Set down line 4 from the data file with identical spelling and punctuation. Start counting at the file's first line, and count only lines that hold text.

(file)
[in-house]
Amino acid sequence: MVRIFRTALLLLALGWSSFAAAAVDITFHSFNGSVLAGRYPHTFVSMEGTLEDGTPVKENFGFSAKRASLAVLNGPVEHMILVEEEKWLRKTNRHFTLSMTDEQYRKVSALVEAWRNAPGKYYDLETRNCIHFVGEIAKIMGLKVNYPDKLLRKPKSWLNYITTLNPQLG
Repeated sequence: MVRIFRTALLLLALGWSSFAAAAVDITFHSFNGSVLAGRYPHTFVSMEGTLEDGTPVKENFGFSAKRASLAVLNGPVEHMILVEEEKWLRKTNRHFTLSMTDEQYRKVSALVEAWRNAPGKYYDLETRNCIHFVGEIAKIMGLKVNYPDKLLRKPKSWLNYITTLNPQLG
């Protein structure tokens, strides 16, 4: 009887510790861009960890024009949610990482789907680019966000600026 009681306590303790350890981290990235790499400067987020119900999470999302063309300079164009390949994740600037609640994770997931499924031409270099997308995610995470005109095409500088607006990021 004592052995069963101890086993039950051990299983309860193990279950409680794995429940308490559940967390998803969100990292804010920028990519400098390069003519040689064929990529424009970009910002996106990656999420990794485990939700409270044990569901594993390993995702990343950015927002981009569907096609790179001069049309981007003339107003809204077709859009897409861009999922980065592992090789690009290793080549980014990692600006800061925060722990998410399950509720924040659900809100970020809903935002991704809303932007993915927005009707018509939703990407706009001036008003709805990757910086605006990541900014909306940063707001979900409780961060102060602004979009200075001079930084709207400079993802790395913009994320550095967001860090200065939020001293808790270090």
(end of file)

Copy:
């Protein structure tokens, strides 16, 4: 009887510790861009960890024009949610990482789907680019966000600026 009681306590303790350890981290990235790499400067987020119900999470999302063309300079164009390949994740600037609640994770997931499924031409270099997308995610995470005109095409500088607006990021 004592052995069963101890086993039950051990299983309860193990279950409680794995429940308490559940967390998803969100990292804010920028990519400098390069003519040689064929990529424009970009910002996106990656999420990794485990939700409270044990569901594993390993995702990343950015927002981009569907096609790179001069049309981007003339107003809204077709859009897409861009999922980065592992090789690009290793080549980014990692600006800061925060722990998410399950509720924040659900809100970020809903935002991704809303932007993915927005009707018509939703990407706009001036008003709805990757910086605006990541900014909306940063707001979900409780961060102060602004979009200075001079930084709207400079993802790395913009994320550095967001860090200065939020001293808790270090």